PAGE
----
This was my takeaway from the first group dinner for the 40+ participants of the National World War II Museum's tour: "Writing the War - Following the Footsteps of WWII Correspondents."

Dining on Sea bream and a filet in Chateau Sully, conversation at my table revealed most had a parent who was involved. My traveling partner, Mike Bush, told of his father who fought in the infantry in Attu, Alaska, then transferred into the 101st Airborne - just in time to be trucked into Bastogne, which was encircled by the Germans during the Battle of the Bulge during the dead of winter.

Phil Satre of Reno, Nev., was reading on the bus to Bayeux his father's artillery unit's service history, while his wife, Jennifer, over breakfast told me her mother was in the Red Cross in England helping the B17 Flying Fortress crews remember home between bombing missions.

Michael Harmon of Santa Rosa, Calif.'s father was in B24 Liberators and spent two years as a Japanese prisoner of war and Michael Bylen of a Farmington Hills, Mich., recounted how his father, who was in the Signal Corps, participated in five amphibious invasions from North Africa, to Sicily, to two landings in Italy, before southern France.

I'm only guessing, but I think this trip may help them connect to that parent, particularly the combat veterans who universally were reluctant to share any details about the fighting. Belen said as a 13-year-old he pressed his father on details and his father told him, "If you want to know so much about combat, join the army."

Mike Bush's voice choked with emotion recalling a connection made in a Billings, Mont., hospital with a veteran whose tank unit helped break the siege at Bastogne where his father was trapped.

Those around the table recalled stories fathers told about training, leave in Paris or others places they saw, but not about the waging of war. The conversation reinforced my belief in the importance of the battlefield reporting of the correspondents, such as a Ernie Pyle.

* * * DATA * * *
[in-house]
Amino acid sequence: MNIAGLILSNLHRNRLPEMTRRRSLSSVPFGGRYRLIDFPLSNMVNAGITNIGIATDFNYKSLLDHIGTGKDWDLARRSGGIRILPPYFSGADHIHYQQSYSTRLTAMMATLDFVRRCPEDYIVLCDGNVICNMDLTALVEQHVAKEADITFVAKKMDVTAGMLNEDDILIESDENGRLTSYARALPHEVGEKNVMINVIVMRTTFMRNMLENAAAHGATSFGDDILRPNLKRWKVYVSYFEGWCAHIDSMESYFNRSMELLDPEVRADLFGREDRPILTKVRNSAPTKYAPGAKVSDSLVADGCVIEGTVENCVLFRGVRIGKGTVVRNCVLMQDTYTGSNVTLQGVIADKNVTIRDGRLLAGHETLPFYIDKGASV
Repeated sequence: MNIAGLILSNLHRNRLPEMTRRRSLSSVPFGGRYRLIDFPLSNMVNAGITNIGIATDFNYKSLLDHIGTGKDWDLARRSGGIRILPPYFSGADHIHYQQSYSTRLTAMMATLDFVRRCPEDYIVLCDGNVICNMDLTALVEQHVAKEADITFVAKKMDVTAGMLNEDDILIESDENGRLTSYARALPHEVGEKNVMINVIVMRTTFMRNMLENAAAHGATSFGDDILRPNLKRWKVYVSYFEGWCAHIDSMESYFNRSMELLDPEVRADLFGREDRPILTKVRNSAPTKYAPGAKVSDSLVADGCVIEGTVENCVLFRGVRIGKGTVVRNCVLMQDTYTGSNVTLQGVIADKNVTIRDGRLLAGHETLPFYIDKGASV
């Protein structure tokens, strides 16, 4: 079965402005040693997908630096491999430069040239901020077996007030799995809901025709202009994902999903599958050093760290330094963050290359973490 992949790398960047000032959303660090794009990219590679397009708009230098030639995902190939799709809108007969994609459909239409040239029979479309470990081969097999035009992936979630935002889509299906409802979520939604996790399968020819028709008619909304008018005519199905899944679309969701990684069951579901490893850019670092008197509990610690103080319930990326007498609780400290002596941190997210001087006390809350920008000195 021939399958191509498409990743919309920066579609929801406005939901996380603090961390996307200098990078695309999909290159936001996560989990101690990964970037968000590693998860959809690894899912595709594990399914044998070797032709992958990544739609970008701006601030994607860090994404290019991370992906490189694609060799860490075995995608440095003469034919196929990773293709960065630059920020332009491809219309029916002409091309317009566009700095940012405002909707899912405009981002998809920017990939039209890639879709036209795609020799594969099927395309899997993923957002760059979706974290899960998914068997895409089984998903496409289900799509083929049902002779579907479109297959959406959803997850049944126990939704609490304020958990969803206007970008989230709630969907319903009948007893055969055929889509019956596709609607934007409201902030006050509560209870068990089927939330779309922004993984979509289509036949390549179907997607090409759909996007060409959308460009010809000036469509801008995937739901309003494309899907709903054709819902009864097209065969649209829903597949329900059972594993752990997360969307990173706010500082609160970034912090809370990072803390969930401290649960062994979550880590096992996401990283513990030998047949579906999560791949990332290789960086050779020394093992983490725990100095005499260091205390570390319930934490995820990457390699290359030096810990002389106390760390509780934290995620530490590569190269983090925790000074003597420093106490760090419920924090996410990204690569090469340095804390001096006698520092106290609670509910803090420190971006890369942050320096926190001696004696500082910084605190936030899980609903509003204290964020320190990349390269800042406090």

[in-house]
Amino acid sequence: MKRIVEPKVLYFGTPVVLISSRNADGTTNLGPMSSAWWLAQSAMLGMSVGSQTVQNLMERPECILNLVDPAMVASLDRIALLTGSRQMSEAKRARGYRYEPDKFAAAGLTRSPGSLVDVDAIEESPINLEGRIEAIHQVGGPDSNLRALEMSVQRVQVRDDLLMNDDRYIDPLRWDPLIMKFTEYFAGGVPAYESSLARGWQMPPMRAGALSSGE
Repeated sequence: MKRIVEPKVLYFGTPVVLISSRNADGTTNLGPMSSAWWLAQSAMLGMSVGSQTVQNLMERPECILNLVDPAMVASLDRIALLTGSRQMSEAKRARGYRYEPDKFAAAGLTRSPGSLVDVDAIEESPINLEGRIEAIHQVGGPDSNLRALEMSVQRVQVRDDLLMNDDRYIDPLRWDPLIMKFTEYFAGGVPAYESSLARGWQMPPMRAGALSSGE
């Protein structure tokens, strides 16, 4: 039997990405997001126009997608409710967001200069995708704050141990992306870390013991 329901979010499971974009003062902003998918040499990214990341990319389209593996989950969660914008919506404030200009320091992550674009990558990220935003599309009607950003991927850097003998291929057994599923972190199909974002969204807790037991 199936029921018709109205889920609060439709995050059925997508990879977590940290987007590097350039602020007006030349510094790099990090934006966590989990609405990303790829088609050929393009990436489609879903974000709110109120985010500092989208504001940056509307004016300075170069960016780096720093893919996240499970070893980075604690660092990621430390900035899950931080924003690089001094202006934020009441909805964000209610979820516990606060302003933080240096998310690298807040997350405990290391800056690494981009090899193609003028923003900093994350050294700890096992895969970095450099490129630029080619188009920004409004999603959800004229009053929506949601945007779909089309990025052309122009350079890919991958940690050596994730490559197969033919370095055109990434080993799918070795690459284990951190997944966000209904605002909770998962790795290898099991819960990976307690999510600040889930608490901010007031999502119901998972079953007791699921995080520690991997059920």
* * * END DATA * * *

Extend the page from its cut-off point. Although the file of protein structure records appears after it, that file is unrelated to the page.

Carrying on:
Those on home front in the 40s could follow pins on a map to note the progress of armies and where battles were fought, but it was Pyle who told them what was happening to loved ones through the individual stories of specific soldiers. When he wrote about the dog-tired infantry filing down one hill and up the next, anyone with a relative fighting in North Africa could picture that husband, father, son or uncle in that line.

Pyle didn't make combat heroic. He stated the G.I.'S point of view, it was a war they didn't ask for, but a job that had to be done. In their minds, the heroes were the ones who died. It still strikes me that Pyle's connection between soldier and family at home was so strong, that it was President Harry Truman who announced his death to the country, killed by a bullet from a Japanese machine gun on tiny Ie Shima in the Pacific Ocean.

Interested in journalism since my days working on my high school newspaper, The Howe Tower, I'm looking forward to the presentation tomorrow by historian Donald Miller before we visit the Utah and Omaha beaches where the Americans landed. Think about the opening scene of "Saving Private Ryan" when you try to conjure a vision of Omaha beach on D-Day.

But first some time spent in a setting that seems a world apart from World War II. We stay tonight in Chateau La Cheneviere - a place in the 17th century where hemp was cultivated. The hemp was used to make both rope and the clothing for English Channel fisherman

The Gosser family built the beautiful yellow stone home, which is now a hotel and restaurant. Walls enclose the home, stables now converted into guest rooms, and gardens. A Sequoia stands majestically near the Chateau, much to our surprise. The red, onion-shaped pumpkins in the garden were another surprise as we explored the grounds. The serene setting appears far removed from a World War, but that isn't the case.

A German officer made the Chateau his headquarters and installed a communications station on the grounds. A plaque memorializes Armand Lapierre who on June 4, 1944, took part in the "Grand Coupure," designed to destroy German communications lines around la Cheneviere before the Allied landing.

The Chateau, like its guests, carry a connection to the war not necessarily evident on the surface.